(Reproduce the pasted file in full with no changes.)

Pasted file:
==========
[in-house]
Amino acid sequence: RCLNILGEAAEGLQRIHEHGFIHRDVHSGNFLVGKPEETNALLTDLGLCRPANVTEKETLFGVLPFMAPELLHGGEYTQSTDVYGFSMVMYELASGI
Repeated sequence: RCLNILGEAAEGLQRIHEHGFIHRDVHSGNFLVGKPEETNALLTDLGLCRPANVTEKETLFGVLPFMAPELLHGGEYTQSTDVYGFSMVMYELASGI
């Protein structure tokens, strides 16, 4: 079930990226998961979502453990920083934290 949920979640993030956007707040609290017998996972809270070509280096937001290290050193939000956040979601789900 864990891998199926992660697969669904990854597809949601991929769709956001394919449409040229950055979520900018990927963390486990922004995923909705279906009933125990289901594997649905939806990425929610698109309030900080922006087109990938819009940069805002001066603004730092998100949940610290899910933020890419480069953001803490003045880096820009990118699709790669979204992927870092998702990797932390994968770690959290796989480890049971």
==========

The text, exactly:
[in-house]
Amino acid sequence: RCLNILGEAAEGLQRIHEHGFIHRDVHSGNFLVGKPEETNALLTDLGLCRPANVTEKETLFGVLPFMAPELLHGGEYTQSTDVYGFSMVMYELASGI
Repeated sequence: RCLNILGEAAEGLQRIHEHGFIHRDVHSGNFLVGKPEETNALLTDLGLCRPANVTEKETLFGVLPFMAPELLHGGEYTQSTDVYGFSMVMYELASGI
């Protein structure tokens, strides 16, 4: 079930990226998961979502453990920083934290 949920979640993030956007707040609290017998996972809270070509280096937001290290050193939000956040979601789900 864990891998199926992660697969669904990854597809949601991929769709956001394919449409040229950055979520900018990927963390486990922004995923909705279906009933125990289901594997649905939806990425929610698109309030900080922006087109990938819009940069805002001066603004730092998100949940610290899910933020890419480069953001803490003045880096820009990118699709790669979204992927870092998702990797932390994968770690959290796989480890049971």